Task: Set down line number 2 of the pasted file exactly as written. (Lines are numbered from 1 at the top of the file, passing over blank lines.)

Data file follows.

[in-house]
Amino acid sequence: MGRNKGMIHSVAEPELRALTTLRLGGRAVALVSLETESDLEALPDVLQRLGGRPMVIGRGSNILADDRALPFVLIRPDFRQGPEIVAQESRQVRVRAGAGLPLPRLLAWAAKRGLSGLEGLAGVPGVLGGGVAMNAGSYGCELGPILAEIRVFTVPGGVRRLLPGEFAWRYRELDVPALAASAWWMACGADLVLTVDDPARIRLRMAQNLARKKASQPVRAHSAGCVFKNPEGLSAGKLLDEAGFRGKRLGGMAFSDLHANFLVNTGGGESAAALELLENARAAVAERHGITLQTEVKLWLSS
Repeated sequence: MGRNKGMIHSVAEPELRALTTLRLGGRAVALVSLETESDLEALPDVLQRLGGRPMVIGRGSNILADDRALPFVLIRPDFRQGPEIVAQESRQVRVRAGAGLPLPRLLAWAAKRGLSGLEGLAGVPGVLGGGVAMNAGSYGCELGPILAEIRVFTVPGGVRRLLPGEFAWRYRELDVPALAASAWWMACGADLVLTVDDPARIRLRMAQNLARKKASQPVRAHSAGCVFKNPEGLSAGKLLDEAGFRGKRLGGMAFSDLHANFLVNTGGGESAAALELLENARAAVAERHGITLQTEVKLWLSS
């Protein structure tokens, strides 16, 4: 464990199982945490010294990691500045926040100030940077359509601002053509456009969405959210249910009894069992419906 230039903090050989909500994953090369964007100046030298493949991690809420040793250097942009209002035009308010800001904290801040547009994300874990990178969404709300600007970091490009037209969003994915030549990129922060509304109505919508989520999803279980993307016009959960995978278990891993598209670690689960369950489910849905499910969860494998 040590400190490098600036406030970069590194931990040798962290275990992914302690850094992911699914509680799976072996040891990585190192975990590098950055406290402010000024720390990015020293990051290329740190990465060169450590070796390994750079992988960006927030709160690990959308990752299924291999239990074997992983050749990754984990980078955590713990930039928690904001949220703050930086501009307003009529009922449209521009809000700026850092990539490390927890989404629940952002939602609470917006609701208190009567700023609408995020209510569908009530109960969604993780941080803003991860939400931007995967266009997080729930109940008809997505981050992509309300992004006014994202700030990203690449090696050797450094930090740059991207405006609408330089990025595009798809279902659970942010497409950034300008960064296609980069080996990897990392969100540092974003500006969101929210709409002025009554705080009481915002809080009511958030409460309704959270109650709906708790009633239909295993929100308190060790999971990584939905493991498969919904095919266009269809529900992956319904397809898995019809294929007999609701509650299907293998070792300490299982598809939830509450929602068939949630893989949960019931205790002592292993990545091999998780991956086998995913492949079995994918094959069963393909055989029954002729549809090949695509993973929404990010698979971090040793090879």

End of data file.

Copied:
Amino acid sequence: MGRNKGMIHSVAEPELRALTTLRLGGRAVALVSLETESDLEALPDVLQRLGGRPMVIGRGSNILADDRALPFVLIRPDFRQGPEIVAQESRQVRVRAGAGLPLPRLLAWAAKRGLSGLEGLAGVPGVLGGGVAMNAGSYGCELGPILAEIRVFTVPGGVRRLLPGEFAWRYRELDVPALAASAWWMACGADLVLTVDDPARIRLRMAQNLARKKASQPVRAHSAGCVFKNPEGLSAGKLLDEAGFRGKRLGGMAFSDLHANFLVNTGGGESAAALELLENARAAVAERHGITLQTEVKLWLSS